If there is no mandatory buy-sell provision in an operating agreement for an LLC pursuant to which a member can be forced to sell his or her interest (or to buy out someone else’s), members looking to get rid of another member must look to the provisions of the Tennessee Revised Limited Liability Company Act (the “Act”). The Act, T.C.A. §48-249-503(6), provides the limited circumstances which permit a court to expel involuntarily an LLC member.  They are:

  • Where the member has engaged in wrongful conduct that has adversely and materially affected the LLC’s business
  • Where the member has willfully and persistently committed a material breach of the LLC documents
  • Where the member has willfully and persistently committed a material breach of the duties owed by the member to the LLC or to the other members, as set forth in T.C.A. §48-249-403
  • Where the member has engaged in conduct relating to the LLC’s business that makes it not reasonably practicable to carry on business with the member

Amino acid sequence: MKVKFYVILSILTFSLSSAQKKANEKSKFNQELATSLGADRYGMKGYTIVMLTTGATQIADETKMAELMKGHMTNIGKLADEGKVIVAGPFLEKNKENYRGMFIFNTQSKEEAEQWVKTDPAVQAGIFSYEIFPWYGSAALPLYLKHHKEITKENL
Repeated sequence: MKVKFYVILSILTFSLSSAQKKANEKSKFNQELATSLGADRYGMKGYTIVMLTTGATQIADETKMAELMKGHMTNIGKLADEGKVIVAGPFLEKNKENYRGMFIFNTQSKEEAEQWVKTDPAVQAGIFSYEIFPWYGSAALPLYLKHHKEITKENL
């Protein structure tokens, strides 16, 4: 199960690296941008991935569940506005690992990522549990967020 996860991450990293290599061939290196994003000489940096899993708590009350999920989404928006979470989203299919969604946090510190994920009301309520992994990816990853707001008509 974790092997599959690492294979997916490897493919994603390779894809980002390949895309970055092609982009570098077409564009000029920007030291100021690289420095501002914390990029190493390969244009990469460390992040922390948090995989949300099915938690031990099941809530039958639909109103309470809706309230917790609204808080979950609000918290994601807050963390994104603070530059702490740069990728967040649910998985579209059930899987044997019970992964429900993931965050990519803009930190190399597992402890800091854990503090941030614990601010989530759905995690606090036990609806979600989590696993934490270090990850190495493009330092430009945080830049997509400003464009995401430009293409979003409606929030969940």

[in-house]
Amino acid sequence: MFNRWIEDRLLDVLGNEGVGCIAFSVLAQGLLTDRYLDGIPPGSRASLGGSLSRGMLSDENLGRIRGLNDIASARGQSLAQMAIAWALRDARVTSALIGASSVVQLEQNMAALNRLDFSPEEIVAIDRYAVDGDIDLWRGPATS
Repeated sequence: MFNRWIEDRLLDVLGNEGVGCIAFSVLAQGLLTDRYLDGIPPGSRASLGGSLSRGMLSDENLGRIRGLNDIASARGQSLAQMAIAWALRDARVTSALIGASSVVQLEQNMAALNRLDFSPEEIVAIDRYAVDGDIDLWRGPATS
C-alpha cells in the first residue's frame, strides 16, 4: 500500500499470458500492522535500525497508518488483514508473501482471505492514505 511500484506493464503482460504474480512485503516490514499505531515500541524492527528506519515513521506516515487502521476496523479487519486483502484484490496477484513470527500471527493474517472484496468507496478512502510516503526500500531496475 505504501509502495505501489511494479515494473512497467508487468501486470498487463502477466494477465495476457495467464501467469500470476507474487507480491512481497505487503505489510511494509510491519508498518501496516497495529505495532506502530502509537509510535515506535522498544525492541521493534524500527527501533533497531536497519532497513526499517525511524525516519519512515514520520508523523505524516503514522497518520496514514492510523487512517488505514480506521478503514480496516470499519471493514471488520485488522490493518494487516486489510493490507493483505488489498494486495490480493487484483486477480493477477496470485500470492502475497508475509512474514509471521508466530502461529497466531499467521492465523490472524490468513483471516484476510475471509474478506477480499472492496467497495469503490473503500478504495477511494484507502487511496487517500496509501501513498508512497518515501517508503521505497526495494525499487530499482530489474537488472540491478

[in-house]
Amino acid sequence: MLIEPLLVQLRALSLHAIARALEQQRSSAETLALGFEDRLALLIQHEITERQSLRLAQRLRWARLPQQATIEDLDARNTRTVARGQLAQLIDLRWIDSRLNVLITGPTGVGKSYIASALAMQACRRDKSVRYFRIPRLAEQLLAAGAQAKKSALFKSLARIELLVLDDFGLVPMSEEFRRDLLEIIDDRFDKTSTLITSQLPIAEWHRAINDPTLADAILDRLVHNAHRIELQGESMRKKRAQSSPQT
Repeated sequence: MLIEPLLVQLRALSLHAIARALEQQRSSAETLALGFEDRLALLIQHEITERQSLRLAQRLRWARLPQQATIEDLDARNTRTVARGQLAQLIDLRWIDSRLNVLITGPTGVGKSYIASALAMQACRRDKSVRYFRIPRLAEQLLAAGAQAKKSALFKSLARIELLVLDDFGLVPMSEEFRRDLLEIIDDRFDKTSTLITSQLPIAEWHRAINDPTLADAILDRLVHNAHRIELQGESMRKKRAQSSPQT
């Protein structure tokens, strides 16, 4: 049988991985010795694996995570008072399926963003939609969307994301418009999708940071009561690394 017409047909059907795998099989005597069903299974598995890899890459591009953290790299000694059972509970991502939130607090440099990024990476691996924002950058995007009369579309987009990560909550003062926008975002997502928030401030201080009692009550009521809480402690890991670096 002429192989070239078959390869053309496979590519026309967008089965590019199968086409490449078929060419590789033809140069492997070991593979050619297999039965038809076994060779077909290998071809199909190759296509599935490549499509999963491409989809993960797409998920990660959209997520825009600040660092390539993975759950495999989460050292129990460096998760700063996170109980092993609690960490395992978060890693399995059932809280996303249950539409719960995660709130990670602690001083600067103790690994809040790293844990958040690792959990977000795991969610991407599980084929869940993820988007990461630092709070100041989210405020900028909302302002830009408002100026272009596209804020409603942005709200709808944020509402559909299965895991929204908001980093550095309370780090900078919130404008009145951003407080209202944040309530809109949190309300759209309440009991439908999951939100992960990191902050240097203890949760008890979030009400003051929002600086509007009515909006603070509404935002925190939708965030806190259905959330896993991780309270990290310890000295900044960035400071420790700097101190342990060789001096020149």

As of this blog, there is no opinion from any Tennessee appellate court which applies, or further explains, the above statute. Some conduct would obviously warrant expulsion under the above statute, e.g. stealing from other members, a criminal conviction for a felony involving dishonest conduct, or repeated and intentional usurpation of opportunities available to the LLC.  There is, however, quite a bit of gray area when it comes to what a Tennessee court could determine amounts to circumstances justifying an expulsion under the above statute.  The case law from other states which interprets the above statute (which has been adopted uniformly by many other states) is also rather limited.

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When a Tennessee company attempts to enforce a non-compete or non-solicitation agreement against a former employee or independent contractor who served in a sales or marketing capacity, it is almost certain that the company will allege that the former representative had become the “face of the company” to that company’s customers. If the company can prove that argument, it is highly likely that its non-compete or non-solicitation agreement will be upheld.